Wilful obstruction of the highway

Last reviewed: 30/01/23

The police commonly use this power to arrest protestors and demonstrators who are standing outside buildings, sitting down blockading entrances or roads and in many public order situations.

The offence is committed if a person  without a lawful excuse or authority wilfully obstructs the free passage of the highway.

The 'highway' is not just limited to roads but also includes pavements, grass verges and private property used as a public thoroughfare. Also, all members of the public (not just a portion of it) should have a right to pass, at will, along the highway for it to actually be a highway. The right to pass at will may be for a limited reason (eg vehicles on a road, or pedestrians on a footpath).

‘Obstruction’ includes anything that prevents passing and re-passing along the highway. To be committing this offence, you don't have to be blocking the whole width of the highway. This is because the offence is obstructing the highway itself (and not other users of the highway). The prosecution, therefore, does not have to prove that anyone was actually obstructed, but instead that you obstructed the highway itself.

It must also be proved that the obstruction was 'wilful'. Commonly, the police will ask you to move and will often give you warnings to move. The police will normally be recording them giving you these warnings, as this could be used to prove that the obstruction you caused or were part of was wilful.


Changes to the law since the Police Crime Sentencing and Courts Act 2022(PCSC Act 2022).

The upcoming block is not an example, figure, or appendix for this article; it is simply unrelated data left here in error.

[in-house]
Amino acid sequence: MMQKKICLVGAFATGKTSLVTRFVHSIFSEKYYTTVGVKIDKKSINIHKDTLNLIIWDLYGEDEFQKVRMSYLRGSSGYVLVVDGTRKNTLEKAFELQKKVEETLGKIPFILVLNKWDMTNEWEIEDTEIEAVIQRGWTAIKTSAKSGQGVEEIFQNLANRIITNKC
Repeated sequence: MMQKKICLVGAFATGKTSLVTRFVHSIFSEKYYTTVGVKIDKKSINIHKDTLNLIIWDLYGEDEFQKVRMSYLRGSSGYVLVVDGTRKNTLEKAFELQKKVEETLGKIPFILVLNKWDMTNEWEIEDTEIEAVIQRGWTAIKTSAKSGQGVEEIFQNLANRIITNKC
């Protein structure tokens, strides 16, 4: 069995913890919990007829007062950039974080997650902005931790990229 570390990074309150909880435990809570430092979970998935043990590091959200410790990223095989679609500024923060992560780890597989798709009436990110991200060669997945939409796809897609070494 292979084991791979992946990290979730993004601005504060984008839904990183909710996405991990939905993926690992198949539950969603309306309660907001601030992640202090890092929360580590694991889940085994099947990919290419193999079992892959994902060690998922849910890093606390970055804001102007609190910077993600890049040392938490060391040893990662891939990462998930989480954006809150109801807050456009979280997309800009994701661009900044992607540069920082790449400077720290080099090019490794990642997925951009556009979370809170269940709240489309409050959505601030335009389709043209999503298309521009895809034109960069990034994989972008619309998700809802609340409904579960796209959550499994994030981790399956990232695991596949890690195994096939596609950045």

These changes apply to offences committed on or after the 12th May 2022. 


Under the previous (s137 of the Highways Act 1980) law the maximum sentence was a fine  now the maximum sentence has increased to 51 weeks imprisonment *, an unlimited fine or both. First time offenders are still likely to be dealt with by way of a fine or a conditional discharge though.It is no longer a defence  to say that the highway was already obstructed when you sat down, locked on, or otherwise obstructed it. This applies if the road is already blocked by police, traffic wardens or anyone else.

It is also worth noting that Obstruction of the Highway is now a recordable offence. This means that the police can now use reasonable force to obtain your biometrics (fingerprints & DNA) if you don’t do so voluntarily and that a record of the arrest will be stored on the Police National Computer.

*Although above it reads that the maximum sentence is "51 weeks", this is currently to be read as 6 months. This is until Section 281(5) of the Criminal Justice Act 2003 is brought into force.